Mad Dogs and Englishmen

by | 7.11.2011 at 11:32pm
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10th July – Dispatch from Nevado Tolqueri, Cordillera Carabaya, Andes

We have acquired a dog, ¨”Mooch”. Walking back to camp yesterday, amid driving snow and fully laden with rock samples, there he was exploring what passes for our kitchen. Unlike most Andean dogs -  ferocious beasts trained to keep geologists from harassing the livestock – this one is a cheerful soul, happy to hang around and be fed whatever is going, and always up for affection. Where he came from we don´t know. We´re camping at 4750 m in a shallow valley between moraines that keeps the worst of the wind at bay.

Mooch arrives in our camp, Cordillera Carabaya

There is nothing to burn here and so the nights are frigid, though the view of the entire Cordillera Carabaya, as far as Bolivia, is superb. There are a few hardy souls farming alpacas up here, so presumably the canine comes from one of those, but nobody seems to be missing him. Last night he cleaned our plates and pans, as the snow fell all around, and this morning he was still there. I awoke to find  Mooch curled up by the stoves, tucked up in a snowy ball. He immediately perked up once I arrived and waited with agreeable patience as we made a sort of rice pudding for breakfast. Then, with breakfast done, he followed Matt and me as we went off to collect a few more samples for surface-exposure dating. It will be sad to leave the pup, but we must head west soon to the desert Andes. And as Kurt noted, a high-altitude dog accustomed to sleep in the snow would hardly fare well in subtropical New York!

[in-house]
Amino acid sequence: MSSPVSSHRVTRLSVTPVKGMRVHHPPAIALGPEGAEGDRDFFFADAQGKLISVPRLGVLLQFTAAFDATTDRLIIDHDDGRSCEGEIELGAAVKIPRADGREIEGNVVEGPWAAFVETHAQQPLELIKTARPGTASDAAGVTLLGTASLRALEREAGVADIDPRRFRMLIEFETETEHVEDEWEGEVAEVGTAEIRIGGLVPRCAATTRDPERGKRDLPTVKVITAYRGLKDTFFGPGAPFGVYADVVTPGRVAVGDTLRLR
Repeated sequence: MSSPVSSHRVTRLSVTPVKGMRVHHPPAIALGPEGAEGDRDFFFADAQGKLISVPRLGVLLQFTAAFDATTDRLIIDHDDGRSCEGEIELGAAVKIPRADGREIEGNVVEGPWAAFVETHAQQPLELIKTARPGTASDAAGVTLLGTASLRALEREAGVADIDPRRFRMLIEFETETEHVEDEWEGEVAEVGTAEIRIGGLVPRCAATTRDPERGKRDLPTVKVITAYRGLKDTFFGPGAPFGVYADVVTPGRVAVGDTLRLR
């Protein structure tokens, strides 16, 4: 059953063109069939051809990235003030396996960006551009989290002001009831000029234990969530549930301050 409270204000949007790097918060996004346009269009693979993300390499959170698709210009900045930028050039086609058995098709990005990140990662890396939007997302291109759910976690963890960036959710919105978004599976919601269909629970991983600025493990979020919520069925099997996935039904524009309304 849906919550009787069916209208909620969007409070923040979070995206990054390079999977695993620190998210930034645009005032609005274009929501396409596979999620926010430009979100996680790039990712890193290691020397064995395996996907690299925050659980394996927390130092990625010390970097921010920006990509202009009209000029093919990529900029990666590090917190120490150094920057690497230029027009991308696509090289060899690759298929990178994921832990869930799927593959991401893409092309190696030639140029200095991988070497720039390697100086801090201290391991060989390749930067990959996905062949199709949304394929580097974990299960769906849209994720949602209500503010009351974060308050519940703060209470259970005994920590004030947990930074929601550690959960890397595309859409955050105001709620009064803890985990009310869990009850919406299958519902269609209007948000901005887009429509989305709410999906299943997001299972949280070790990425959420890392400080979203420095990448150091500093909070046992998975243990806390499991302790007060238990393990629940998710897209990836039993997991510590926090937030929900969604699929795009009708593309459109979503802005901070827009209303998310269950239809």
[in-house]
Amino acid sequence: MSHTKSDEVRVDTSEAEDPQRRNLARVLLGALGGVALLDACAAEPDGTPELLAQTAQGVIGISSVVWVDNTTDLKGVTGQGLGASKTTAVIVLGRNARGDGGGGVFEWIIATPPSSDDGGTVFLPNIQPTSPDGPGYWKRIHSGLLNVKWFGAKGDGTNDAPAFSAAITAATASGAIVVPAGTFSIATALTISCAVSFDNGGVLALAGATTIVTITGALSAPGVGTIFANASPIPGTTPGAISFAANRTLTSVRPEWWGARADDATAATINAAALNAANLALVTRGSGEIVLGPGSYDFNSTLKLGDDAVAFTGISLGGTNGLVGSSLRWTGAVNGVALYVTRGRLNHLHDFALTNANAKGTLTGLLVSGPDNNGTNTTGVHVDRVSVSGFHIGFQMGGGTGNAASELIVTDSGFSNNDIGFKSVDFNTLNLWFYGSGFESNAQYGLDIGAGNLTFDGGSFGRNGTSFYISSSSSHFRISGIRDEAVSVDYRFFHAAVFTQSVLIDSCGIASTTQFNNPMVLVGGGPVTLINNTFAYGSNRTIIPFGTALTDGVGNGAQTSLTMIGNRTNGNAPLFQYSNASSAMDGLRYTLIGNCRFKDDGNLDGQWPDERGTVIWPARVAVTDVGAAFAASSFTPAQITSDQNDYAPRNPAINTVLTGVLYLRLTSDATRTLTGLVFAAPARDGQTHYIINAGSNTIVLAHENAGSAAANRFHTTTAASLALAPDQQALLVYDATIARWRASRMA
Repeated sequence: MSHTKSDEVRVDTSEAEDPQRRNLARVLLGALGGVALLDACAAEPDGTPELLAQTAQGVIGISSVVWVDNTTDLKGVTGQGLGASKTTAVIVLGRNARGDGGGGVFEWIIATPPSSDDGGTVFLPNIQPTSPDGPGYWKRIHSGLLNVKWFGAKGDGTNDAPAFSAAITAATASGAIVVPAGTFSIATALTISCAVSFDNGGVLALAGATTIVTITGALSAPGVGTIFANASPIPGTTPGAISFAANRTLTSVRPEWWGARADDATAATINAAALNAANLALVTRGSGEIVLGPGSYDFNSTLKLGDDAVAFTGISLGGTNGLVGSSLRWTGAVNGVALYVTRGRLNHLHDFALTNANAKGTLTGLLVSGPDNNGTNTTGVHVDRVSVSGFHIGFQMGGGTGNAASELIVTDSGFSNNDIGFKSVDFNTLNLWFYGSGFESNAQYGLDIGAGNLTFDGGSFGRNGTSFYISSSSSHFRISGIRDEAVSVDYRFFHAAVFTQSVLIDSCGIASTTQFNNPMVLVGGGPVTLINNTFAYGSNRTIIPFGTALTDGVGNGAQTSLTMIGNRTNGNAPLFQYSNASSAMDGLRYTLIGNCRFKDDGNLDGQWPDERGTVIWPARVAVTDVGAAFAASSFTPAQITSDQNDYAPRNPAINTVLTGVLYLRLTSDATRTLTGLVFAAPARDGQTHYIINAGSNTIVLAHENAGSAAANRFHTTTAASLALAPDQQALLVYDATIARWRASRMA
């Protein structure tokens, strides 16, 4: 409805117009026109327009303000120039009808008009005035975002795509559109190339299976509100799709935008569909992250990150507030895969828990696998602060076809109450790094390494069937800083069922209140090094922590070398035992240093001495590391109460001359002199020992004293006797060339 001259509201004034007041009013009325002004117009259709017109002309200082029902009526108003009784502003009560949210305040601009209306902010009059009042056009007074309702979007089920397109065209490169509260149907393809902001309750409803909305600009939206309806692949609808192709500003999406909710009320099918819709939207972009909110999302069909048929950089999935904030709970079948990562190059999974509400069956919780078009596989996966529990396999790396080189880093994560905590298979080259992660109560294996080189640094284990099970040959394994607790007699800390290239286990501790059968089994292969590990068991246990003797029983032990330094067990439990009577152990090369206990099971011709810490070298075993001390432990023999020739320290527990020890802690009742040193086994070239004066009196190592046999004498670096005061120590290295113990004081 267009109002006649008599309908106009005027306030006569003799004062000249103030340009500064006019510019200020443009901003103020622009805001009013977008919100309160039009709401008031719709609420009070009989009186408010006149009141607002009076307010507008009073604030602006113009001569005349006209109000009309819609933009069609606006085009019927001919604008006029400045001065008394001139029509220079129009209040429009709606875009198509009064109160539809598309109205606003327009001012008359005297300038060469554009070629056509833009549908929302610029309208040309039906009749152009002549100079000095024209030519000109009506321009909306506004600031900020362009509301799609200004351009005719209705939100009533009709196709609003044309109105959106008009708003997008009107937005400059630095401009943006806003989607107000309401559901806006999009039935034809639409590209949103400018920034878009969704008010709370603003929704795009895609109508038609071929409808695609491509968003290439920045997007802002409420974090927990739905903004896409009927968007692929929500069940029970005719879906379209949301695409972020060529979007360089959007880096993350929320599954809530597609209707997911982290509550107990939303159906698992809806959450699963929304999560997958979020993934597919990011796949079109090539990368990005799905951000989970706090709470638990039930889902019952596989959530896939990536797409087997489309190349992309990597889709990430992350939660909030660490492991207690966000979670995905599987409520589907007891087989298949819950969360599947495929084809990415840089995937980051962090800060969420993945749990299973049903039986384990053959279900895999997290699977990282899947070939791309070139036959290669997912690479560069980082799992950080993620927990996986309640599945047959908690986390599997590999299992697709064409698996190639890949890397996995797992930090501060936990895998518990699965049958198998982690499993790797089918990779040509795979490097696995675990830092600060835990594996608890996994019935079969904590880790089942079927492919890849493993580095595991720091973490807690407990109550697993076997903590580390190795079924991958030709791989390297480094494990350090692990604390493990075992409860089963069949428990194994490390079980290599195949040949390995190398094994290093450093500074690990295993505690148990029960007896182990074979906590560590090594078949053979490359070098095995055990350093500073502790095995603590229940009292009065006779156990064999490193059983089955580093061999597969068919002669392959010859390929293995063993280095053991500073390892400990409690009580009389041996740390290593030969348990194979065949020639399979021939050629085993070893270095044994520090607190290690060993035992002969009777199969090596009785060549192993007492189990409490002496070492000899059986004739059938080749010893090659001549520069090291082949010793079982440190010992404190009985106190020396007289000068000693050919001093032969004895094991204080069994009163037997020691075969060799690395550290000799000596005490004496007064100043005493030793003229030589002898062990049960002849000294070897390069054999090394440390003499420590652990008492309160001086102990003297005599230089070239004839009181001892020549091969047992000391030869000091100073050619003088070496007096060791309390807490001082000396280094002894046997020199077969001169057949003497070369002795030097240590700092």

Happy campers in the eastern Andes

A word on the weather here. It´s taken a turn for the worse. We´ve been working on LGM moraines beneath Nevado Tolqueri and have made great strides there, collecting tens of samples from a fantastic sequence of moraines. But a drawn out storm has engulfed us from the east, appearing first as enormous thunder clouds and transitioning into incessant snow and high wind. It´s not quite what we´d expected but what can you do? It´s times like these we wish we had a kitchen tent instead of a patch of open mountain for cooking. It will be interesting to see how far west this system goes. In the meantime, we will try to keep our feet dry and the dog fed.

Gordon

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